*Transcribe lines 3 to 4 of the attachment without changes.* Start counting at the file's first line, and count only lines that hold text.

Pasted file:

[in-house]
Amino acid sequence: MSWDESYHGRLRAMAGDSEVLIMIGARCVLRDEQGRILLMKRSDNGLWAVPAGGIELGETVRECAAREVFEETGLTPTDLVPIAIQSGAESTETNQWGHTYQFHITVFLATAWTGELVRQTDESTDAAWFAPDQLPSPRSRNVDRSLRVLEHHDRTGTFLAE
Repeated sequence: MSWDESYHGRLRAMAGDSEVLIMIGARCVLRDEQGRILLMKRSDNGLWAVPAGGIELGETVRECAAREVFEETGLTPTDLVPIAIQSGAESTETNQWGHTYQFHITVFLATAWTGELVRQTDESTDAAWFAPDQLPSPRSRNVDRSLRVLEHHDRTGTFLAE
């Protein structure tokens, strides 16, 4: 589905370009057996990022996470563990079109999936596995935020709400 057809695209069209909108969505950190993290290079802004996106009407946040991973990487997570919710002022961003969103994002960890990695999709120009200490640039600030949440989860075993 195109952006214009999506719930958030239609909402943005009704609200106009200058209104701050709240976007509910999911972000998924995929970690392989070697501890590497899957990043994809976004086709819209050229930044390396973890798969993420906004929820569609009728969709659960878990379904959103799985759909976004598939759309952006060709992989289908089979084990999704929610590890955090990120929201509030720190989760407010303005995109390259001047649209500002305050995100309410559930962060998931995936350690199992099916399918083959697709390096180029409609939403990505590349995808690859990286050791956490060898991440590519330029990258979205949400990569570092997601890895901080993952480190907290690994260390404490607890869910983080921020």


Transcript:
Repeated sequence: MSWDESYHGRLRAMAGDSEVLIMIGARCVLRDEQGRILLMKRSDNGLWAVPAGGIELGETVRECAAREVFEETGLTPTDLVPIAIQSGAESTETNQWGHTYQFHITVFLATAWTGELVRQTDESTDAAWFAPDQLPSPRSRNVDRSLRVLEHHDRTGTFLAE
């Protein structure tokens, strides 16, 4: 589905370009057996990022996470563990079109999936596995935020709400 057809695209069209909108969505950190993290290079802004996106009407946040991973990487997570919710002022961003969103994002960890990695999709120009200490640039600030949440989860075993 195109952006214009999506719930958030239609909402943005009704609200106009200058209104701050709240976007509910999911972000998924995929970690392989070697501890590497899957990043994809976004086709819209050229930044390396973890798969993420906004929820569609009728969709659960878990379904959103799985759909976004598939759309952006060709992989289908089979084990999704929610590890955090990120929201509030720190989760407010303005995109390259001047649209500002305050995100309410559930962060998931995936350690199992099916399918083959697709390096180029409609939403990505590349995808690859990286050791956490060898991440590519330029990258979205949400990569570092997601890895901080993952480190907290690994260390404490607890869910983080921020």